What this means is companies better have their house in order when it comes to data. They must first understand all of the data they (and their third parties) hold; have a valid business justification for holding it; protect it; and be in compliance with the regulations in place that govern the data they’re allowed to hold on individuals, which will vary depending on how that data is gathered and where the individual and/or business is located.
All that’s at stake is your company’s reputation and a potentially business-crippling fine.
7. GDPR: Waiting for the big one
The European Union’s GDPR was said to be the most powerful privacy regulation in the western world, primarily due to the potentially enormous fines a company could incur: up to 4 percent of global annual revenue. For a company like Facebook or Google, that number could be in the billions.
We’ve yet to see a GDPR fine north of $230 million, but 2020 could be the year that changes. Major tech firms are the subject of at least 19 investigations into potential GDPR violations by the Irish Data Protection Commission (the home data protection authority for most U.S. technology giants), including at least 10 probes into the practices of Facebook alone.
8. Regulators will reward good-faith efforts
Thanks to a softening of several policies by the Department of Justice over the past year, companies have more incentive than ever to self-report violations and demonstrate a robust compliance program.
Most notably, updates to the Evaluation of Corporate Compliance Programs announced in April outlined what prosecutors will be looking for in determining whether a company will be punished for violations. Did the company self-report? Is it cooperating with authorities? Is its compliance program well-designed? Does it work in practice? Did the corporation thoroughly investigate and remediate the situation? If the answer is yes to all of the above, companies can expect leniency from the Justice Department.
A similar message was sent by the European Data Protection Board at Compliance Week’s Europe conference in November. If a company can show a mature data protection program and good-faith efforts to comply with the GDPR, regulators said, it’s much more likely to receive guidance instead of a fine.
It’s a trend we expect to continue into 2020. The bottom line for compliance is this: Understand what your regulator expects, because that is what you will be judged on.
9. Ethics and Artificial Intelligence: Trouble ahead?
Huge advances in technology are fundamentally changing how we live, work, and relate to one another. Artificial Intelligence and machine learning are here to stay, and it’s up to compliance to make sure this technology is utilized ethically.
It’s easy to see a company’s business incentives for using advanced technology like AI. It has the capability to create transformational efficiencies (think of a fleet of self-driving trucks or delivery drones dropping packages at your doorstep), but it’s also not difficult to envision abuses that cross ethical lines (e.g., a system design to select prisoners for parole having racial biases).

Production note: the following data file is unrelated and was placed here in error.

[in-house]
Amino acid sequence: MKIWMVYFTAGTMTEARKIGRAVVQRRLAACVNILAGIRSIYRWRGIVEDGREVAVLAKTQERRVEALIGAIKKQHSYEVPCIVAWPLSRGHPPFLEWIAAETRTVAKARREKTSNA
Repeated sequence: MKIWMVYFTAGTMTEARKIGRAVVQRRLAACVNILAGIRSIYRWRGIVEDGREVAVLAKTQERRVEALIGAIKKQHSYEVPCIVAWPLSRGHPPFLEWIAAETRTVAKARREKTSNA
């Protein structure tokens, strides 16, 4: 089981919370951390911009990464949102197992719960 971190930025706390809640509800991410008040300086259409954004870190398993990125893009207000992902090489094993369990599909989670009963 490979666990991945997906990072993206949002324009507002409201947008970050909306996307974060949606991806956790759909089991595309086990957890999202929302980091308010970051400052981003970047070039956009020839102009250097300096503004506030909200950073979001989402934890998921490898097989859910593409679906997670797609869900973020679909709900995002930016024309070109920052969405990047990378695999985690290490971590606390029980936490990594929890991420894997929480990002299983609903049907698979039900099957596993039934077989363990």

Don’t expect lawmakers and regulators to lead the way on this; they have shown time and again to be more reactive than proactive. It’s up to the business community—and specifically the compliance function—to ensure transparency, accountability, and an ethics-by-design approach.
Mark these words: There will be companies, likely in the year ahead, that find themselves in hot water because they put business priorities ahead of ethics when it comes to AI. These will be the examples that ultimately inspire action from slow-reacting lawmakers and regulators.
10. Supply chains, geopolitical risk, and third parties
If you’re doing business in this global economy, you know the headaches of keeping track of which sanctioned countries, companies, or individuals you can’t do business with, which spur-of-the-moment tariff hikes are going to impact your bottom line, and which questionable third party will ultimately prove to be the weakest link in your supply chain.
It’s nearly impossible to keep track of it all, but it’s your job to try. Technology can help, especially in identifying high-risk entities and proving good-faith efforts to regulators.
The fact is, though, that just 6 percent of respondents to a jointly conducted survey by CW and Aravo indicated their TPRM programs were “mature,” and that third parties are involved in about 80 percent of all FCPA enforcement actions. So companies must be pumping money and resources into their TPRM programs, right? Not so much. According to a recent Deloitte survey, 70 percent of organizations believe they are underinvested in TPRM.
Companies can’t catch everything, but they can do better. We’ll see what better looks like in 2020.
- 2020 Elections
- artificial intelligence
- Big Tech
- Cambridge Analytica
- Data Privacy
- Dodd-Frank Act
- Ethics & Culture
- Evaluation of Corporate Compliance
- geopolitical risk
- House of Representatives
- Justice Department
- President Trump
- Regulatory Policy
- supply chains
- Third Parties
- United States
- Wells Fargo
Special report: Compliance 2020
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Ten things we’ll be talking about in 2020